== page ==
The Reception


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MarTech tips

The latest in the uncomfortable breakfast series in 2017 was held at the Infiniti Lab – a workshop where Infiniti helps encourage start-ups who are changing the world. A suitable place to discuss a topic that is changing the marketing world at an ever-quickening pace – MarTech and the automation of marketing. The panel for the morning consisted of Ravel Lai, regional digital & IT director for Pizza Hut & KFC, Giovanna Melfi MD at Metamorphosis with a luxury fashion background and Joyce Pondrano, chief client success officer from CLiX whose previous experience was client side in banking and finance. Three compelling speakers from three very different categories but who are all affected by how technology is drastically changing the marketing landscape. There were a lot of learnings to take away from the panel discussion and the group sessions afterward but below I’ve highlighted the key insights that resonated with many people on the day:

CMOs cracking Asia

Seventy-five storeys above ground at 1 Altitude overlooking the Lion City, lunch was served amongst discussions on how brands can navigate the complex marketing landscape amidst both the threats and opportunities offered by technology. The Marketing Power Hour, co-hosted by R3 and The Marketing Society, sought to explore how these drastic changes are impacting the role of CMOs who are increasingly focusing on Asia. What’s the key to cracking Asia? Asia is the world’s largest market and is home to one in every two people on earth. Yet, winning in the complex markets of this region is not easy. Some of the most significant challenges marketers face, as shared by CMOs interviewed and surveyed for Asia CMO book include:

Life well spent

Put down the knitting, the book and the broom It’s time for a holiday Life is a cabaret, old chum So come to the cabaret I’ve always loved the film Cabaret. I’m grinning and singing along as a female drag queen covered in tattoos belts out the title track while straddling two members of the audience, turning them into a makeshift motor buggy. It’s Thursday night in London, I’m sober, I’m seeing something I’ve never seen before, and I’m laughing my arse off. The previous week I spontaneously attended a book launch. Next week I might check out a science lecture I found out about on an events app, or some experimental fringe theatre someone gave me a flyer for. I used to feel guilty every time I spent money I’d earned on things I enjoyed, but now, in a time of lingering austerity and mounting alternative facts, I’m starting to revel in it. Like the 1920s Berlin of Cabaret, my city feels unstable and unpredictable in 2017.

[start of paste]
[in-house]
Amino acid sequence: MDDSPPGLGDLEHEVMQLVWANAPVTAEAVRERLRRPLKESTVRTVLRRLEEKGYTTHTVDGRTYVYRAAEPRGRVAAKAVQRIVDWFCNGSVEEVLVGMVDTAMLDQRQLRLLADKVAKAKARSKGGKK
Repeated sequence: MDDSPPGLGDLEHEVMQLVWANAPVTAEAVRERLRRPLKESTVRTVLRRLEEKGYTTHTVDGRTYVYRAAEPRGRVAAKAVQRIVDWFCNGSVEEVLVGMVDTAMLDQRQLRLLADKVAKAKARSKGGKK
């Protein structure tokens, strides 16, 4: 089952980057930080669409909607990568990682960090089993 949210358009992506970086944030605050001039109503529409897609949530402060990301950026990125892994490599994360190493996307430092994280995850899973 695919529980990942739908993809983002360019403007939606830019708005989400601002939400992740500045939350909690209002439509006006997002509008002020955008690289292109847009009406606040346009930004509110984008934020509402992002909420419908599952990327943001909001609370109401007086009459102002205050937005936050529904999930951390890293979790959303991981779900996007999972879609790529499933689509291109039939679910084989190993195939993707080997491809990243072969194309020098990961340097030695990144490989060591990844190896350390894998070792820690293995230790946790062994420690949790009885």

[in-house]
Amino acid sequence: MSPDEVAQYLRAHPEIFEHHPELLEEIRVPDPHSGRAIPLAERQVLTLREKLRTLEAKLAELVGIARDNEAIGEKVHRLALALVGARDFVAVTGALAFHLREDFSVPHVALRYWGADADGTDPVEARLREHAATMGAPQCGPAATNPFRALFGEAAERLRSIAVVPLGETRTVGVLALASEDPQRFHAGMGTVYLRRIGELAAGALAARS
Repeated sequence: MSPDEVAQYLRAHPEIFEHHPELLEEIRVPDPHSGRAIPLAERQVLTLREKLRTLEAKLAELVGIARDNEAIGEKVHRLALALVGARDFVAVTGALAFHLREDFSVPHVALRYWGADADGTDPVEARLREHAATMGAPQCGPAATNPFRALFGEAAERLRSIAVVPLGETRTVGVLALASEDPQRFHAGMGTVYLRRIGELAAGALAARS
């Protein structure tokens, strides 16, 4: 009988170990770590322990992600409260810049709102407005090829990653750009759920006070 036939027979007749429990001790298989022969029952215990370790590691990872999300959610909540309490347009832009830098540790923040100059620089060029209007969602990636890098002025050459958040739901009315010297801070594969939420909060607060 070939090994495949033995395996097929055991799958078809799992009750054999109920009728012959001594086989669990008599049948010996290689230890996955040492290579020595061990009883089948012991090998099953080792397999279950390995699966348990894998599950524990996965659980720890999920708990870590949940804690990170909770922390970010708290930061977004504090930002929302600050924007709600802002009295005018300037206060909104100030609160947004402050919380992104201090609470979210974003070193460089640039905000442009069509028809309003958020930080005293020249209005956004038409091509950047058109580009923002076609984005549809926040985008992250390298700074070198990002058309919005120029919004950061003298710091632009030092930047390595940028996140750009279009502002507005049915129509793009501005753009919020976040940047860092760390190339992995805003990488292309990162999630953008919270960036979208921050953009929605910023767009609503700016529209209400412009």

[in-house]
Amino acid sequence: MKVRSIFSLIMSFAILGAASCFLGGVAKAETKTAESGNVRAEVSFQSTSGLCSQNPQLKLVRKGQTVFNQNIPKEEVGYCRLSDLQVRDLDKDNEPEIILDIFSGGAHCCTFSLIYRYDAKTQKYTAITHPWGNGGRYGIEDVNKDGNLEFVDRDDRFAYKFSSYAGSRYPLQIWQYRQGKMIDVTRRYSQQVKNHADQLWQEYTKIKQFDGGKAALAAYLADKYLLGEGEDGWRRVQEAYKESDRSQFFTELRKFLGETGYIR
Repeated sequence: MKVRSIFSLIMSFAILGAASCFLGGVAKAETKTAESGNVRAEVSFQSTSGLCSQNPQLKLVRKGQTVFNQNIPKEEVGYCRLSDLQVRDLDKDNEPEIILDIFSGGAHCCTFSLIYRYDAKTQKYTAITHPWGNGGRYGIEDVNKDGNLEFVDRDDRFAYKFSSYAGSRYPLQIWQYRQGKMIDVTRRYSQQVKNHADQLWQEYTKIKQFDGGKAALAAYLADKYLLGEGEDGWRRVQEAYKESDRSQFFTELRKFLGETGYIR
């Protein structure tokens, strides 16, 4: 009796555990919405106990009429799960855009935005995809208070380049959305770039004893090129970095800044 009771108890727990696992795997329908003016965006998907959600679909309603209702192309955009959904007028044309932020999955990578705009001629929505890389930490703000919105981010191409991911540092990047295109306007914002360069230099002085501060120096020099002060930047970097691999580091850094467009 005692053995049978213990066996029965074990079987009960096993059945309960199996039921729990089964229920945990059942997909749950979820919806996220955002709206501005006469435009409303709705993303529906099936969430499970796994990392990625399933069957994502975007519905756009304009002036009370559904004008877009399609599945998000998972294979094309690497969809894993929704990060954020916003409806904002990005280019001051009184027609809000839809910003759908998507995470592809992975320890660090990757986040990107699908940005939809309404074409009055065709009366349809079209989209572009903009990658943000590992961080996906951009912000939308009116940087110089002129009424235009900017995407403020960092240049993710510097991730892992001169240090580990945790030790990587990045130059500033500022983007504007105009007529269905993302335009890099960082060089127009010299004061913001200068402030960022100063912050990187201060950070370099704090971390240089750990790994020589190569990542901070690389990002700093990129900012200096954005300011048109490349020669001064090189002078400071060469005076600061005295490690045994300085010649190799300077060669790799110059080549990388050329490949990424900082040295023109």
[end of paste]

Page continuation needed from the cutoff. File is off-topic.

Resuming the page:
Buy me a Mercedes-Benz?

I’m going to begin with a statement that to some people will be almost sacrilegious. I do not associate this song with Janis Joplin. In fact, I don’t associate this song with any artist. I associate this song with Mercedes-Benz adverts. In my defense, the first time I heard this song I was about 9 or 10 years old. Even back then in the mid-90s, I doubt many 10 years olds would have known who Janis Joplin was. However, many 10 year olds would have been watching TV and would have started singing a song because of adverts like this one. (Actually the ad I specifically remember was much more American and involved a silhouetted Merc driving off into an orange sunset at the end – if anyone can find that version of it I’d be delighted to see it again!)

The future of food

New omnivores Consumers are rethinking their relationship with meat, eating less of it and familiarizing themselves with other options—more than 60% of millennials consume meat alternatives, according to a study by 210 Analytics. The Herbivorous Butcher, whose permanent store is currently under construction in Minneapolis, sells “a wide variety of plant-based meats and cheeses,” thereby dispensing with veggie-centric messaging. Amid these cultural shifts, a startup called Impossible Foods hopes to upend the meat industry with a product that CEO and founder Pat Brown calls a “shock and awe” plant-based burger indistinguishable in taste from real beef. Currently in beta testing and expected to reach the market in 2016, the product is made from proteins and nutrients extracted from greens, seeds and grains, recomposed to replicate the flavor and texture of beef—patties even “bleed” like meat.

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